It was no accident that history did not repeat itself because it was Kerry's mission to be much less hard on his son than Sir Frank had been on him. Kerry had endured brutal punishment as a child, received very little love, and spent a huge amount of time away from the family home. And as he told the broadcaster Terry Lane, he was determined not to make the same mistake with his two children, James and Gretel. 'I want them to know only one thing, really — that I adore them. I'd do anything for them and they know that. They know they're loved ... That doesn't mean I don't put them over my knee — I do, but I hope fairly and never in anger. It's a belief that when you've done something wrong you've got to pay a price. Then we talk about it after it happens and say, "It's paid now, but let's learn the lesson and not do it again."' As James grew older, and more of a rival, Kerry found it impossible to avoid competing with him and slapping him down. But in these early days, he appears to have been a good father and James a happy, confident, cheerful boy who got on well with everyone. In almost all the official school photographs he's wearing a wide, easy smile, in stark contrast to the famous photo of Kerry, taken at the age of five, in which he is sitting on a step in the garden, staring sadly into the lens.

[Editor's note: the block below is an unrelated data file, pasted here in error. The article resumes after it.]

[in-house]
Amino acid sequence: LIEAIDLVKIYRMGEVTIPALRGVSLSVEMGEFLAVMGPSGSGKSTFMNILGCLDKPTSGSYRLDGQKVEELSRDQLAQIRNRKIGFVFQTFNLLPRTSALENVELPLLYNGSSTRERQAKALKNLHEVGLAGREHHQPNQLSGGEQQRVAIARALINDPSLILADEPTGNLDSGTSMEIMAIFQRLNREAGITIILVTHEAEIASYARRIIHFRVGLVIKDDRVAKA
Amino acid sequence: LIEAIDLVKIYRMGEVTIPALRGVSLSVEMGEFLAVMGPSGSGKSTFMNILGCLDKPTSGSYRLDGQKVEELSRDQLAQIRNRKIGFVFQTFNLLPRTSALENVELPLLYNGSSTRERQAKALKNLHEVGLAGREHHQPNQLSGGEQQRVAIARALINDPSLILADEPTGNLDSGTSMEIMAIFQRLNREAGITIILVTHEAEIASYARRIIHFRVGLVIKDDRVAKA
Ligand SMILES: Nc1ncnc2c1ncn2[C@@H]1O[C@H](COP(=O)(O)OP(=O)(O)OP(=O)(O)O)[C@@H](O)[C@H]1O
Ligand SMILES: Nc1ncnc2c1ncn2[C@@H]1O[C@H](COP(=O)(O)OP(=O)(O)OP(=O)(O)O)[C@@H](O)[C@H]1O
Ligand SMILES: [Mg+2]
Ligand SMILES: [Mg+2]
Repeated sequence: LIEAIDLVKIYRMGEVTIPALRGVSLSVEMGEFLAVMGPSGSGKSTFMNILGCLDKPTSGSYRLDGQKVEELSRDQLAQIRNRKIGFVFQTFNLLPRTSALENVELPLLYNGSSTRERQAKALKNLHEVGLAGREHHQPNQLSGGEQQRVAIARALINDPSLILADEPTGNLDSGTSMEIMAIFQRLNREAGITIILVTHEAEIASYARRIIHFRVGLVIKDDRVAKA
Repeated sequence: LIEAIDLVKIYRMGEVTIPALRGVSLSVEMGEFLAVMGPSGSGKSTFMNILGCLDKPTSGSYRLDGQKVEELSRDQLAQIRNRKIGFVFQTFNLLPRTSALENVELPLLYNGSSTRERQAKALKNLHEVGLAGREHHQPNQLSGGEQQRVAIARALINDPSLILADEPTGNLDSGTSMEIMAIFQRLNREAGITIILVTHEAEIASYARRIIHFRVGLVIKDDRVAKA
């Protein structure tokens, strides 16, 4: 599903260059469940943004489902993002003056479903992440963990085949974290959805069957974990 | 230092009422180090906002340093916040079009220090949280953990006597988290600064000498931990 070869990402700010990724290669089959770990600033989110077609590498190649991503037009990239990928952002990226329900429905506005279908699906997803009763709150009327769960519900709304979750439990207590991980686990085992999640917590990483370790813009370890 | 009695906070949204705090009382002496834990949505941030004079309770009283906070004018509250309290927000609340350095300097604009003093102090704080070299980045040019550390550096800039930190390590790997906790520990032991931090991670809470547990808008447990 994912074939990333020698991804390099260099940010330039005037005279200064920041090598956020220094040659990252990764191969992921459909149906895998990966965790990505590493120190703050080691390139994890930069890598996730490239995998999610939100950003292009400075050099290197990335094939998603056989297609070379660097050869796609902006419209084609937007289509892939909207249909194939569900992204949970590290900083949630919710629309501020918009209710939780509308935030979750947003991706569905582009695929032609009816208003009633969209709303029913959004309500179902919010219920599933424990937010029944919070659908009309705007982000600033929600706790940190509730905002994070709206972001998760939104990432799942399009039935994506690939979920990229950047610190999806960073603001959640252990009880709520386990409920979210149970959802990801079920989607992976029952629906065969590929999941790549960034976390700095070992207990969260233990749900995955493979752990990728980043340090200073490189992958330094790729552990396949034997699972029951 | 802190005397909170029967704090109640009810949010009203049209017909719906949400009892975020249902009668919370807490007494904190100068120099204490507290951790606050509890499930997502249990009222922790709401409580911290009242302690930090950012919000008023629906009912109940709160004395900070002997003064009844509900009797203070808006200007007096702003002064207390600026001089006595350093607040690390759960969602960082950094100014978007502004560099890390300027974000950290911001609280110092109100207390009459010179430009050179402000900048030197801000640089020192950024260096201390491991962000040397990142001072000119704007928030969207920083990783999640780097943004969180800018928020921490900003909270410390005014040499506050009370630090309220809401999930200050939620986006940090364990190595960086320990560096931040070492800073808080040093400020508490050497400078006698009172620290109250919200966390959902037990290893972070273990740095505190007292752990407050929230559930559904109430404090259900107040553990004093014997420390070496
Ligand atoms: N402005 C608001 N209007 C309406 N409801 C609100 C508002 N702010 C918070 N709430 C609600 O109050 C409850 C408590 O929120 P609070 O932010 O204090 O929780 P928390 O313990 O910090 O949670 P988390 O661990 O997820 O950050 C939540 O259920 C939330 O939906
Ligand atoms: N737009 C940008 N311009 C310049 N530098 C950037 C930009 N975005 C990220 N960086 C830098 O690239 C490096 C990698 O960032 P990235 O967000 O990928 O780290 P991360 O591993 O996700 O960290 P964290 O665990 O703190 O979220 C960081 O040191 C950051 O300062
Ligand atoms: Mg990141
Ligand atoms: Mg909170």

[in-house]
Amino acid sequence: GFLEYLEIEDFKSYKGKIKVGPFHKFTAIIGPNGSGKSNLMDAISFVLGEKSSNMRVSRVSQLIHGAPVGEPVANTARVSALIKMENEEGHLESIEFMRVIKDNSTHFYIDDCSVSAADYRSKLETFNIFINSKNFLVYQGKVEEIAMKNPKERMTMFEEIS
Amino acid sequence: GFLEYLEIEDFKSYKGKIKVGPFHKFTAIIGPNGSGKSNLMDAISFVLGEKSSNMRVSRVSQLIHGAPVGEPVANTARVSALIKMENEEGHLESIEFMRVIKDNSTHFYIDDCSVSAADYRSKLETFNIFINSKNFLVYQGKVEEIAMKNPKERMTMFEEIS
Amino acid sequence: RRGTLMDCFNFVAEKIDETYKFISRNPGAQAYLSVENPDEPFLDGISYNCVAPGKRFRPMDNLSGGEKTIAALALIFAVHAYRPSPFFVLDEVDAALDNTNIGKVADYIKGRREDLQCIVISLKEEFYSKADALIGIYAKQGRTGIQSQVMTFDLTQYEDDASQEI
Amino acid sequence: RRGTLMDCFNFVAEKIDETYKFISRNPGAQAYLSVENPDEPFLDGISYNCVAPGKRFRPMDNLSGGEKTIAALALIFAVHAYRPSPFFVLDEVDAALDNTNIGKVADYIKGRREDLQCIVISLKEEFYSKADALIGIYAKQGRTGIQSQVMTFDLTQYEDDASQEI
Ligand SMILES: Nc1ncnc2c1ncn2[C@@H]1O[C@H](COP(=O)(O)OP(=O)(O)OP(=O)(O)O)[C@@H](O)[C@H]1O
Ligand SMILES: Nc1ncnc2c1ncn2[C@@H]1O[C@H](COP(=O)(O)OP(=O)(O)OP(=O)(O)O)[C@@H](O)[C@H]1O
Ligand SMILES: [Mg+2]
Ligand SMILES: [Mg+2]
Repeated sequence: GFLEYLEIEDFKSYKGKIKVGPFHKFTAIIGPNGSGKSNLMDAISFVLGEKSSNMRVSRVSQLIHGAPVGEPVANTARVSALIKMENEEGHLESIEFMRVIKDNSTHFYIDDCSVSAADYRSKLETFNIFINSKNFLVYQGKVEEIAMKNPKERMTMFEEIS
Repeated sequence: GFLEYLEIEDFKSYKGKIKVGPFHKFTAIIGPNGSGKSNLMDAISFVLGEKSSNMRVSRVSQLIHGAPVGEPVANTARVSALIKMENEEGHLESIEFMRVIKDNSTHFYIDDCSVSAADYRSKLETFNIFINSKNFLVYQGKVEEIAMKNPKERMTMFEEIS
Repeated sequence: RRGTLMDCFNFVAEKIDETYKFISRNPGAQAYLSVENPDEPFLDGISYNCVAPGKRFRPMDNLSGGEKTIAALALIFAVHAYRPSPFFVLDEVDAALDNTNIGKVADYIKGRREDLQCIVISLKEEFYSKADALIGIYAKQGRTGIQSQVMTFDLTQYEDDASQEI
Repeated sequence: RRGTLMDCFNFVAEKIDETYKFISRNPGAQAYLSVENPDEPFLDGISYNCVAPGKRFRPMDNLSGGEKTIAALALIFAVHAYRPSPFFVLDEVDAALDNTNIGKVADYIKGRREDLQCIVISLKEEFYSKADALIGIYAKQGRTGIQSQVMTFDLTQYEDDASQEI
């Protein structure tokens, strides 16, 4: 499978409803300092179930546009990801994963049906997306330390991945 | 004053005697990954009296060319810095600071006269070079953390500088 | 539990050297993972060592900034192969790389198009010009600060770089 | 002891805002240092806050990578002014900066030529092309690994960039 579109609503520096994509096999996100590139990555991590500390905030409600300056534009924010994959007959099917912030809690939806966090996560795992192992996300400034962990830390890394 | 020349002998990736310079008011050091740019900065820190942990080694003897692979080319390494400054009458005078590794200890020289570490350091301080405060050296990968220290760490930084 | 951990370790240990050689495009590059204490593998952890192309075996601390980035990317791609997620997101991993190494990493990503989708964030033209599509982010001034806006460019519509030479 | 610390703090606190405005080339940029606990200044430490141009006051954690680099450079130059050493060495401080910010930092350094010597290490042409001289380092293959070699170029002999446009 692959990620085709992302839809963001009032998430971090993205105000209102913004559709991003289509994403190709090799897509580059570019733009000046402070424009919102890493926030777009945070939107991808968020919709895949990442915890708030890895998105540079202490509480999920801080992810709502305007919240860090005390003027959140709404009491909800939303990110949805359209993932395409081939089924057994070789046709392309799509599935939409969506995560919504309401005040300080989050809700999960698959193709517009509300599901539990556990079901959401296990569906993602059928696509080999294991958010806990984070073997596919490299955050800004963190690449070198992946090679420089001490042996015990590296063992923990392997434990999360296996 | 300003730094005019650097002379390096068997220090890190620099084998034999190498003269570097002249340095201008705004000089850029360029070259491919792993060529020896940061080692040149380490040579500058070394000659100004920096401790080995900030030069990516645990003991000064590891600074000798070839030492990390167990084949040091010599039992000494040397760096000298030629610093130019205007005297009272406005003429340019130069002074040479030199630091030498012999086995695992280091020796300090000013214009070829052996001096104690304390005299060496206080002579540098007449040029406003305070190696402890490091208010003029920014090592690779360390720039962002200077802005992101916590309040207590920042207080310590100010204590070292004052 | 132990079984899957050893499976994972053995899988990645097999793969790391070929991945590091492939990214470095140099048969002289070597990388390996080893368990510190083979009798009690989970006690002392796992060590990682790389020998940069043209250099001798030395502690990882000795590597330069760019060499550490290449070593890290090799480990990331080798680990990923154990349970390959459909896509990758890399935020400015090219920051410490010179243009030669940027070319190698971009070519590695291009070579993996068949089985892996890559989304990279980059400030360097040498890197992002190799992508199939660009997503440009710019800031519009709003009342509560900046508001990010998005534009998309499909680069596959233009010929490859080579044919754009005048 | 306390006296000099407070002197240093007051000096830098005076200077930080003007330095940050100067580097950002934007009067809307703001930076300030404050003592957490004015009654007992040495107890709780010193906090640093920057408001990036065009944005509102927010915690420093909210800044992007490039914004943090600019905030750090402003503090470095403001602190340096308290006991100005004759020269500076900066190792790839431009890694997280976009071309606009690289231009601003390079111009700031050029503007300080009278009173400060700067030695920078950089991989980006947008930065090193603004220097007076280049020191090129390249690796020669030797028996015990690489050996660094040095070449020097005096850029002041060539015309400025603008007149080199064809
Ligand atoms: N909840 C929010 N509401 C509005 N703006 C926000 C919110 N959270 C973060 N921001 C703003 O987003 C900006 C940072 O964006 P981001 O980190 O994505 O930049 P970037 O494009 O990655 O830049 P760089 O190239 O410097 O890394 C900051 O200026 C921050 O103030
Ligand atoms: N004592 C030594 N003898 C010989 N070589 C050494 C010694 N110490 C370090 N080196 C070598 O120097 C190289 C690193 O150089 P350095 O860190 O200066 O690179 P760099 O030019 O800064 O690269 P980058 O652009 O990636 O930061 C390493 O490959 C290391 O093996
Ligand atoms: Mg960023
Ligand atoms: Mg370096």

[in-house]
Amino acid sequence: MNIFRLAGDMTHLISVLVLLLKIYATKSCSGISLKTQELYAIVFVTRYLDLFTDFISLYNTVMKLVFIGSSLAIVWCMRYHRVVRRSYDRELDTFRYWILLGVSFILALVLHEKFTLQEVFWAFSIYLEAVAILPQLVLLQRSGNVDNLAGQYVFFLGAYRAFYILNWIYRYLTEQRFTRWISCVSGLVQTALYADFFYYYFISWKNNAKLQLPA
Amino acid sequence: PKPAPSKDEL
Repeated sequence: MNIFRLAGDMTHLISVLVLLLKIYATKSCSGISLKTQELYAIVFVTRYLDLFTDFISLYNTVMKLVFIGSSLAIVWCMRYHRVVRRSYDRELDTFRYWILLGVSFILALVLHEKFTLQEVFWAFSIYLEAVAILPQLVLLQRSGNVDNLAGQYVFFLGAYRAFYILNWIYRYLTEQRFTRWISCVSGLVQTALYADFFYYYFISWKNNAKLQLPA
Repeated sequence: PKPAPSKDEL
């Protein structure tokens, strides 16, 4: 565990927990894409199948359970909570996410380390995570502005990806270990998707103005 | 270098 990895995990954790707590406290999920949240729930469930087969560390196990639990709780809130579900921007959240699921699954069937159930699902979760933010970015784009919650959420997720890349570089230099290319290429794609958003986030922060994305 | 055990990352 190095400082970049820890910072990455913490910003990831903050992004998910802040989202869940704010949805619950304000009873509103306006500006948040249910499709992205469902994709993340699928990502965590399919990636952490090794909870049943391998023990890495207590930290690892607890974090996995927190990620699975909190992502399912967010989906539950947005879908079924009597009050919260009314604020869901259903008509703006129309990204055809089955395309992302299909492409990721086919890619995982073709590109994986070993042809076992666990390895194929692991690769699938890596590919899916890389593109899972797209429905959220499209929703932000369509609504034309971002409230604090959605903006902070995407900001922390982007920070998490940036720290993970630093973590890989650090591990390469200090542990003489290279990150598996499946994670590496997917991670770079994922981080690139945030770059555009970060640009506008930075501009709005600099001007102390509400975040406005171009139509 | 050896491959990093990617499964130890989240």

At Tudor House, James was at ease with his teachers, popular with his peers and excelled at just about everything. He played for the Firsts at rugby and cricket, and captained the school at cricket and tennis. He was a senior chorister, starred in the school play and won prizes for most subjects. Academically, he was also above average, especially at mathematics, which was taught by the headmaster,

Bob Darke. 'He was a pretty smart fella,' Darke remembers, 'who grasped the concepts quickly. He understood the subject.'

He was also quite definitely not dyslexic, despite the claims he and Kerry made over the years. In his last year at Tudor House James won the reading prize, which involved all the contestants standing up in front of the school and reading aloud from a piece of literature they had never seen before. 'James could not have done that if he was dyslexic,' says Darke, who was one of the judges. Furthermore, he played the lead role in the school play, The Flying Pieman, for which he had to learn lines and sing solos. He would have struggled with that had he been dyslexic, according to Richards, but he was 'great, he carried the show'.